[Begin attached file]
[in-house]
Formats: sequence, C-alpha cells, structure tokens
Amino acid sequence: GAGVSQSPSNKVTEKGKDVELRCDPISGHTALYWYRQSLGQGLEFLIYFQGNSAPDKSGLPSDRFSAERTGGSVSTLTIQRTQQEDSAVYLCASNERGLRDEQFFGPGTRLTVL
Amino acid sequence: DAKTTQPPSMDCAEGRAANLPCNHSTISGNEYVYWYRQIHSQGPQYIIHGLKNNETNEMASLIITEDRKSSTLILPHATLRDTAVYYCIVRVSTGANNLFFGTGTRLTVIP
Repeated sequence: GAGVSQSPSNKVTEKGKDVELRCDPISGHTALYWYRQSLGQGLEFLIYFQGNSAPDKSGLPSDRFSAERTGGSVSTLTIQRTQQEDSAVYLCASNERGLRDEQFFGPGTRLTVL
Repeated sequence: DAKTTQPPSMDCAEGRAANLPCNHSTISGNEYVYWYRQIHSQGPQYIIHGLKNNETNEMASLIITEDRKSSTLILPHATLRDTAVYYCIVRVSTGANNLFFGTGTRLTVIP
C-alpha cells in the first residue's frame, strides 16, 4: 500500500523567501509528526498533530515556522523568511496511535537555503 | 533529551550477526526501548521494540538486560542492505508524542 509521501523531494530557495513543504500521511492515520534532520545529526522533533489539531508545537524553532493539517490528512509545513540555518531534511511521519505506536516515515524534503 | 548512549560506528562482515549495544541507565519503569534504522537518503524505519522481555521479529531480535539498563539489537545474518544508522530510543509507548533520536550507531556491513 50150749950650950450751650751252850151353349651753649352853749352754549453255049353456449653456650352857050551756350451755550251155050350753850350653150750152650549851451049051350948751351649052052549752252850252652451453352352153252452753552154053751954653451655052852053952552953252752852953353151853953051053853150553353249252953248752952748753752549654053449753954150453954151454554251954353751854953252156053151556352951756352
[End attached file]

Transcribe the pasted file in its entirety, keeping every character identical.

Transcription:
[in-house]
Formats: sequence, C-alpha cells, structure tokens
Amino acid sequence: GAGVSQSPSNKVTEKGKDVELRCDPISGHTALYWYRQSLGQGLEFLIYFQGNSAPDKSGLPSDRFSAERTGGSVSTLTIQRTQQEDSAVYLCASNERGLRDEQFFGPGTRLTVL
Amino acid sequence: DAKTTQPPSMDCAEGRAANLPCNHSTISGNEYVYWYRQIHSQGPQYIIHGLKNNETNEMASLIITEDRKSSTLILPHATLRDTAVYYCIVRVSTGANNLFFGTGTRLTVIP
Repeated sequence: GAGVSQSPSNKVTEKGKDVELRCDPISGHTALYWYRQSLGQGLEFLIYFQGNSAPDKSGLPSDRFSAERTGGSVSTLTIQRTQQEDSAVYLCASNERGLRDEQFFGPGTRLTVL
Repeated sequence: DAKTTQPPSMDCAEGRAANLPCNHSTISGNEYVYWYRQIHSQGPQYIIHGLKNNETNEMASLIITEDRKSSTLILPHATLRDTAVYYCIVRVSTGANNLFFGTGTRLTVIP
C-alpha cells in the first residue's frame, strides 16, 4: 500500500523567501509528526498533530515556522523568511496511535537555503 | 533529551550477526526501548521494540538486560542492505508524542 509521501523531494530557495513543504500521511492515520534532520545529526522533533489539531508545537524553532493539517490528512509545513540555518531534511511521519505506536516515515524534503 | 548512549560506528562482515549495544541507565519503569534504522537518503524505519522481555521479529531480535539498563539489537545474518544508522530510543509507548533520536550507531556491513 50150749950650950450751650751252850151353349651753649352853749352754549453255049353456449653456650352857050551756350451755550251155050350753850350653150750152650549851451049051350948751351649052052549752252850252652451453352352153252452753552154053751954653451655052852053952552953252752852953353151853953051053853150553353249252953248752952748753752549654053449753954150453954151454554251954353751854953252156053151556352951756352